The idea of free jazz being atonal is interesting too... I imagine it would be like a musical game of scissors paper stone, but with 'a few' more variables :D
     
  13. In evidence you honour, I offer '77 Shades of Lipstick' Andy Shepherd and Keith Tippet - totally free - totally tuneful. they toured and it was superb. Doubt it got released in the states though.

    Atheist - no god, pantheist - god and the universe are the same thing. However, can I reccomend read of this - breifly atonal has been a pejoritive term and implied to some 'without music' so pantonal was meant to imply use of all musical resources rather than just a fixed tonal centre.
     
  14. Bruce Lindfield

    Bruce Lindfield Unprofessional TalkBass Contributor Gold Supporting Member

    4-5 hours later.......

    :D
     
  15. Bruce Lindfield

    Bruce Lindfield Unprofessional TalkBass Contributor Gold Supporting Member

    Well that comment was "tongue in cheek" - a little joke for Howard - but I was thinking of the defintion of atonal, as favouring no particular key centre, when I said that! ;)
     
  16. Chris Fitzgerald

    Chris Fitzgerald Student of Life Staff Member Administrator

    Oct 19, 2000
    Louisville, KY
    Sorry, I saw only your preceeding post when responding. However, given that you are aware of the term as well, I think it's a better descriptive for free jazz than the "atonal" moniker you applied to it in your last post. BTW, I am an agnostic pantheist in both religion and music. :)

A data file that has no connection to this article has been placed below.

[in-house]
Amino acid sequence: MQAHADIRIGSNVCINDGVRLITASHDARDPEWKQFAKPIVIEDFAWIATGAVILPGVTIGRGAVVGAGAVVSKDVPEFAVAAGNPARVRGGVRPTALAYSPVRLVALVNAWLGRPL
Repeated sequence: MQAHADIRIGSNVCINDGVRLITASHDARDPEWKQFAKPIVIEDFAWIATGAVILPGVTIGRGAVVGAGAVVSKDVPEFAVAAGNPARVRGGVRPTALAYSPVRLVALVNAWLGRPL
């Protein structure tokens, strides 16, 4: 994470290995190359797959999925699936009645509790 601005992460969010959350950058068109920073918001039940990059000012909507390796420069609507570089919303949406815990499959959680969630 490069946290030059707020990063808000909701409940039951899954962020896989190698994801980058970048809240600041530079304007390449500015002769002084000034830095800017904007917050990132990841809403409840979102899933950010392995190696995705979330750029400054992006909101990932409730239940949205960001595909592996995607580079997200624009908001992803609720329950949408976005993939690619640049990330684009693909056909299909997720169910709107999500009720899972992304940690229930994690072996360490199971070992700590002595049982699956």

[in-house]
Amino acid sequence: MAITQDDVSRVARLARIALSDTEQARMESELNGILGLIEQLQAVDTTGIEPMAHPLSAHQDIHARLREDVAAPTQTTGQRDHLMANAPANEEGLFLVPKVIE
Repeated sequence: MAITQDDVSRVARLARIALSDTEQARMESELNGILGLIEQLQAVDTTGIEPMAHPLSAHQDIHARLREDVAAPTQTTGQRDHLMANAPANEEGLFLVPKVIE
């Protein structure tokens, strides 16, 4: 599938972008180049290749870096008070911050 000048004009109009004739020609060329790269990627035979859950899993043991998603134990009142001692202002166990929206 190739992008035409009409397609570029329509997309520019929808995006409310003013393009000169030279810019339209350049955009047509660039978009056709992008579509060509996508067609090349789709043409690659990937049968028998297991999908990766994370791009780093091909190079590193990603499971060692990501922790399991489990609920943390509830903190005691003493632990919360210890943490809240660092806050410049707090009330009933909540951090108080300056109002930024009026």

17. sixontimber

    sixontimber

    Aug 2, 2003
    scotland
    I know this was only a joke, but I just want to point out that nature is full of natural harmony. The resonance of fundamental note will have natural overtones that quickly create the notes of a major scale (except a concave bell, which creates minor overtones!). I am of the feeling that the term atonal is a misnomer as the human ear hears thing tonally.

    Also, and I know what you were saying was only a quip, birdsong is very tonal. It was more to do with the way that Messiaen layered the transcriptions that made them sound atonal.

    Just my geeky input! :rolleyes:

    Douglas.
     
  18. Bruce Lindfield

    Bruce Lindfield Unprofessional TalkBass Contributor Gold Supporting Member


    I agree that's the best way to be - I remember writing a paper at University on Eclectic Gnosticism in latterday cults, which could be seen as the exact opposite of this position - and best avoided!! ;)
     
  19. Bruce Lindfield

    Bruce Lindfield Unprofessional TalkBass Contributor Gold Supporting Member

    But have you ever transcribed a swift or swallow - they are incredible - far out stuff, man!! ;)
     
  20. Howard K

    Howard K

    Feb 14, 2002
    UK
    Just a little update, I got some more info from this guy this arvo... his posts weren't at all clear this morning - his explantion of how the tabbed riff was used to create atonal music was spread across several posts...

    His (probably pretty scary) metal band take a simple 8th note riff, then repeat the same pattern of intervals starting on a random note each time. So, effectively playing a melody that doesnt have a tonal centre (unless repeated?) and then shifting it to written random start points each bar, to create a long, complex series of notes with no tonal centre and virtually no repetition.
    They use "the riff" to create atonal music. Quite smart I thought, but then I'm only a bass player ;)

    I cant imagine it sounds very nice, but then that's the point in metal I guess!!